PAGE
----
How the horse that couldn't be sold won the Melbourne Cup
IN just over two short years Vow and Declare has transformed from a horse that couldn't be sold by a Noosa breeder into a coveted Melbourne Cup champion.
The four-year-old gelding triumphed in the $8 million race that stops a nation in thrilling style on Tuesday, with jockey Craig Williams guiding his charge to victory by a nose.
It's a far cry from the 2017 Inglis Classic Sale that Vow and Declare was entered into in 2017, where he was an unwanted talent.
Noosa-based breeder Paul Lanskey originally tried to sell the gelding for $60,000 but when bidding fell $15,000 short of his reserve, he took him home and convinced family and friends to come on board as owners.
He owned the gelding's dam, Geblitzt, and was part of the process which decided Declaration Of War (USA) as the sire.
Vow and Declare was slow to get going, not placing in his first three races, but victory on Oaks day last year offered more than a promising sign for what was to come.
In a remarkable rags to riches tale, Vow and Declare repaid Lanskey and five other first-time Gympie owners in spades with the Cup.
"It's just an unbelievable thrill. Never in a million years … I don't even know too many people who have runners in the Cup," Lanskey told the Courier Mail.
"To be here and be part of it and have such a good horse. Gee he's a tough horse. He was headed and I thought we were gone, a place will have to do, but he just fights back.
Lanskey has been breeding for 15 years, but only has a couple of mares, with Geblitzt calling Widden Stud in the Hunter Valley home.
"She has a Star Witness filly going to the Magic Millions and has a filly at foot by Shalaa and has just been served by American Pharoah," Lanskey said. "I will have to try and keep a filly along the way, because it's a real top family."
Gympie State High School principal, and Lanskey's nephew, Anthony, are also among the owners along with his two sons Lachlan and Ben.
Gympie's deputy mayor Bob Leitch is in the mix too.
"It was a very explosive end to it and all the emotions come out at once," Leitch said.
"I am very much lost for words. Gympie's loving it mate. They're all on!"
Anthony was still in shock about what had transpired.
"I don't think it's sunk in. It's the dream of a lifetime," Anthony said.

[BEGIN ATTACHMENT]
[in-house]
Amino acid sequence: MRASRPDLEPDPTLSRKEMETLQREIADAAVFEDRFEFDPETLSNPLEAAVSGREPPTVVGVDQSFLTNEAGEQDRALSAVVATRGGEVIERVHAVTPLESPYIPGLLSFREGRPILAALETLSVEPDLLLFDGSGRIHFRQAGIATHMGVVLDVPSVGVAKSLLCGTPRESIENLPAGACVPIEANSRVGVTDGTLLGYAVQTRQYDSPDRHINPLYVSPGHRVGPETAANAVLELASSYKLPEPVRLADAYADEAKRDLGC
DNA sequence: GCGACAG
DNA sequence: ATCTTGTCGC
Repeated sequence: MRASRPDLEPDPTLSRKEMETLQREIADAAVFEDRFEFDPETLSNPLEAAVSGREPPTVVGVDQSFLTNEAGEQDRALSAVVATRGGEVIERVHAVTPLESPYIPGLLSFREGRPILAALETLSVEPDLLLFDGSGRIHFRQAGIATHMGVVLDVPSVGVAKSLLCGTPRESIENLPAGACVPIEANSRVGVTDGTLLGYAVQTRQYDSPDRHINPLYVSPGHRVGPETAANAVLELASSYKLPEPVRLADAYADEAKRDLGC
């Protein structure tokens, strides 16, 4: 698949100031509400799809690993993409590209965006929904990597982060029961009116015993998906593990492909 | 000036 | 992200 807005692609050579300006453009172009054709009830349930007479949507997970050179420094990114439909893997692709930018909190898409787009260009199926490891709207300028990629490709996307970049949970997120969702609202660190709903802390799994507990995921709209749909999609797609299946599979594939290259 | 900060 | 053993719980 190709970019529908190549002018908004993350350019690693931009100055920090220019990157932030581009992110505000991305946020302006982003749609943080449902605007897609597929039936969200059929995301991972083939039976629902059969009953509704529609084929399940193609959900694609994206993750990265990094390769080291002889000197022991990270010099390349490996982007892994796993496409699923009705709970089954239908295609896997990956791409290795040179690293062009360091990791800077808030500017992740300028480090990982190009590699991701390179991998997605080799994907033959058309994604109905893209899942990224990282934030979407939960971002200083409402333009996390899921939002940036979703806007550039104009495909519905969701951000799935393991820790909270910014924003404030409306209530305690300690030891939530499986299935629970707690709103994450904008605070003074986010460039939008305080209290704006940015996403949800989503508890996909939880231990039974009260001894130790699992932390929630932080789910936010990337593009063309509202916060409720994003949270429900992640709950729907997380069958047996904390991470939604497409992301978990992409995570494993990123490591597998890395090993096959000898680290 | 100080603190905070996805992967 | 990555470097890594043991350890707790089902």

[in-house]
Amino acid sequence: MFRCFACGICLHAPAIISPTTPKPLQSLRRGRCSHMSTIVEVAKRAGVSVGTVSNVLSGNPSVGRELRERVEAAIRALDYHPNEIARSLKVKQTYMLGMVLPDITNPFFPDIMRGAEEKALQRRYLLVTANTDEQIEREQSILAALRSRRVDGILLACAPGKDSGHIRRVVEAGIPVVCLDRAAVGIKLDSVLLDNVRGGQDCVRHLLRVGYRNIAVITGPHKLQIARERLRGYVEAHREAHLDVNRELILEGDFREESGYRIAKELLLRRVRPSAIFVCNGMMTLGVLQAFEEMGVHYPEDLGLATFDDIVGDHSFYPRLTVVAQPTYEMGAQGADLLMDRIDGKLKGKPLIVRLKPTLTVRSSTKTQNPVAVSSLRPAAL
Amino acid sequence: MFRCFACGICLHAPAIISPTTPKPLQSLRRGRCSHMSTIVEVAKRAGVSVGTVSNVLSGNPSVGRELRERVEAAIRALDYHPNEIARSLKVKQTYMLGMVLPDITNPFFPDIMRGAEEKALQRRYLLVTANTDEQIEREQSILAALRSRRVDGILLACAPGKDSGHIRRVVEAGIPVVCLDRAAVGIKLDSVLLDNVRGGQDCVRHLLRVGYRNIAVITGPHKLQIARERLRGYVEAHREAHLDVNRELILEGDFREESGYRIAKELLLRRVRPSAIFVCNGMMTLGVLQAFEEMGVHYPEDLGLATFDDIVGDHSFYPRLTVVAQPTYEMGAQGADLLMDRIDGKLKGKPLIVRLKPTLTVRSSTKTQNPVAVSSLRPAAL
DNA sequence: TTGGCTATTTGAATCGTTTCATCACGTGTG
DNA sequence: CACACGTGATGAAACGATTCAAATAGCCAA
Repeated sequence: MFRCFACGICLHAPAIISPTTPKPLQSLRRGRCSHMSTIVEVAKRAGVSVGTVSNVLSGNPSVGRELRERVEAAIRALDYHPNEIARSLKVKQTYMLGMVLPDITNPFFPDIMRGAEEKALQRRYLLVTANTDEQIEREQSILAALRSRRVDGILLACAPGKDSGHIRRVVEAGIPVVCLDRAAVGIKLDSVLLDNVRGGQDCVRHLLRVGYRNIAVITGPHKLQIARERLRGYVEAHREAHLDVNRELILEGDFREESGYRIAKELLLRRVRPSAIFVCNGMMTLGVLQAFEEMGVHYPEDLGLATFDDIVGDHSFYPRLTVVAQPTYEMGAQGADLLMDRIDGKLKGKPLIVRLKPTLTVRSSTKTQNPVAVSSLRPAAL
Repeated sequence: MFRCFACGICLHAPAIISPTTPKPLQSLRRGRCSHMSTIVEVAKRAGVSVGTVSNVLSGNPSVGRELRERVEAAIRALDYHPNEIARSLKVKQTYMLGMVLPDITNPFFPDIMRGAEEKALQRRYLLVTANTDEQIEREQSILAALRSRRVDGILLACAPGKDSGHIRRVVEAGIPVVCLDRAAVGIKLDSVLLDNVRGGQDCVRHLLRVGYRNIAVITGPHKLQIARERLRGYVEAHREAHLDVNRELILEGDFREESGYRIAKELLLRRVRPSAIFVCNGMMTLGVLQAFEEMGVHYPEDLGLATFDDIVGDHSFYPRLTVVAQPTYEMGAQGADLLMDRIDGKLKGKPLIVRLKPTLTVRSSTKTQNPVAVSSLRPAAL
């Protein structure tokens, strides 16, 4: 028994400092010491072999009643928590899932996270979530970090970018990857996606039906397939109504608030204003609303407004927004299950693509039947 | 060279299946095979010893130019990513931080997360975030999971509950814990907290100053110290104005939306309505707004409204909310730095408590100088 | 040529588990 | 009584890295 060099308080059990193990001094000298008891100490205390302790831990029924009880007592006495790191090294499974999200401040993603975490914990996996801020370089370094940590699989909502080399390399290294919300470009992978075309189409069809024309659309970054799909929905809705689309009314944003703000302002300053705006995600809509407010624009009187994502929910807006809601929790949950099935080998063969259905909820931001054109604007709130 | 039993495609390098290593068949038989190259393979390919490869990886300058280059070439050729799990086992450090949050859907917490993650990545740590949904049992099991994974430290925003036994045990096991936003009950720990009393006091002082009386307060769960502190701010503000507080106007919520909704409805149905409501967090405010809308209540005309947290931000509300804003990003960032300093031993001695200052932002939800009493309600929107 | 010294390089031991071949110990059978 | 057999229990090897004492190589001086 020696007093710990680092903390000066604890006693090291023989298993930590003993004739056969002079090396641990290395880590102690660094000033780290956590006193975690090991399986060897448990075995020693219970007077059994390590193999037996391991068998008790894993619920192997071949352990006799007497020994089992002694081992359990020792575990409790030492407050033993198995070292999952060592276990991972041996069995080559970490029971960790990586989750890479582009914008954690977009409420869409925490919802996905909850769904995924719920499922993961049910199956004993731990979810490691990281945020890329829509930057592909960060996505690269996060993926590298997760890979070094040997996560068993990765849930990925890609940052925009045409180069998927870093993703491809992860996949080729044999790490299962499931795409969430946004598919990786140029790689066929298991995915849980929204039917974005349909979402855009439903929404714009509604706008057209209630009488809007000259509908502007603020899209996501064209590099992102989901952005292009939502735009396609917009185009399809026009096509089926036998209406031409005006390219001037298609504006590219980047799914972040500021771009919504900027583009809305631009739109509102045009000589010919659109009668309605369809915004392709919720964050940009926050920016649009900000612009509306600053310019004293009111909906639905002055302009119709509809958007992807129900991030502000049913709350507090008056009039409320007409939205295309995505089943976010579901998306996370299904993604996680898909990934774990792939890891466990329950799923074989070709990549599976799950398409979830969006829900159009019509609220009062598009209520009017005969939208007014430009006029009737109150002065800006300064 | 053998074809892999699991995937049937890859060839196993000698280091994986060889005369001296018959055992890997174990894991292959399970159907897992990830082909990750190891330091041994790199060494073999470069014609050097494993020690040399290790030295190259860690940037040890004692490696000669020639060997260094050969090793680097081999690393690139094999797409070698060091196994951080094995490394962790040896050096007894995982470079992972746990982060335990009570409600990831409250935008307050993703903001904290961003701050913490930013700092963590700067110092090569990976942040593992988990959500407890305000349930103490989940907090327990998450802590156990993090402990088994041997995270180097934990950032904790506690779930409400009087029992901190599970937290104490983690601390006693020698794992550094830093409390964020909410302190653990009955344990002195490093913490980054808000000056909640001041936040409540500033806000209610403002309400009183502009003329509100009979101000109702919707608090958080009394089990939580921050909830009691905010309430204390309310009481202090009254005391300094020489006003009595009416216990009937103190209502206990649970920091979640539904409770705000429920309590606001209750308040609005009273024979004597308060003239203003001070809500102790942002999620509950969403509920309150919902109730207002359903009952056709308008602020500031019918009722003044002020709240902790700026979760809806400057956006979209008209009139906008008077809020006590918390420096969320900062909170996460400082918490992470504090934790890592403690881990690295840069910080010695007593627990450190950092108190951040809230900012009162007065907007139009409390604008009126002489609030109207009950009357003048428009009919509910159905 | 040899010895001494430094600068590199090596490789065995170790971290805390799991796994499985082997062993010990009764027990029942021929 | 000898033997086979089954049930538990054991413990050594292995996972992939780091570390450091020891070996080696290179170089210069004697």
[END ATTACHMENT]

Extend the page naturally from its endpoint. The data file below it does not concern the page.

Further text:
"I spoke about how our family has been involved in racing for years. Grandad's brother Freddy was a trainer in Cairns and was training into his 90s.
"For the family, this is just incredible to have a horse that Paul bred. I am unbelievably proud and I'm sharing it with my boys."
Sunshine Coast resident and former Melbourne Cup winner Sheila Laxon watched on from Corbould Park in Caloundra and was ecstatic to see the Australian horse cross first.
"I'm thrilled that the Aussies have won the cup back," she said.
"I thought it was a super ride and a really cool ride by Craig.
"I think he just rode it very cannily to do that and I think if you set your mind to being where you want to be you can achieve that.
Laxon was the first female thoroughbred horse trainer to win the Australian cups double, the Caulfield Cup and Melbourne Cup, with her mare Ethereal in 2001.
She expected Coast connections to be beside themselves with joy and urged them to savour the moment.
"They'd be on cloud nine and rolling with the punches," she said.
"It'll all be a big blur and all the celebrations going on and where they're going tonight and everything like that.
"It's a roller-coaster for quite a long time."
Jockey Williams was ecstatic to get his first win in 16 attempts.
"It was a privilege to ride him today. We had a difficult barrier draw. The instructions, we trusted him. We know what we can do," jockey Williams said.
"Great to be associated with a great horse like this horse. I rode him on debut and Winx won a maiden years ago.
"He knows he has won and again… I'm so grateful to be given the opportunity."
Trainer Danny O'Brien said he couldn't believe it.
"An amazingly special thing to happen," he said.
"Feel incredibly blessed to have a horse good enough to be in it and then for him to be ridden so beautifully by Craig.
"The last hundred he wouldn't give in and put his head out on the line and now we have won the Melbourne Cup."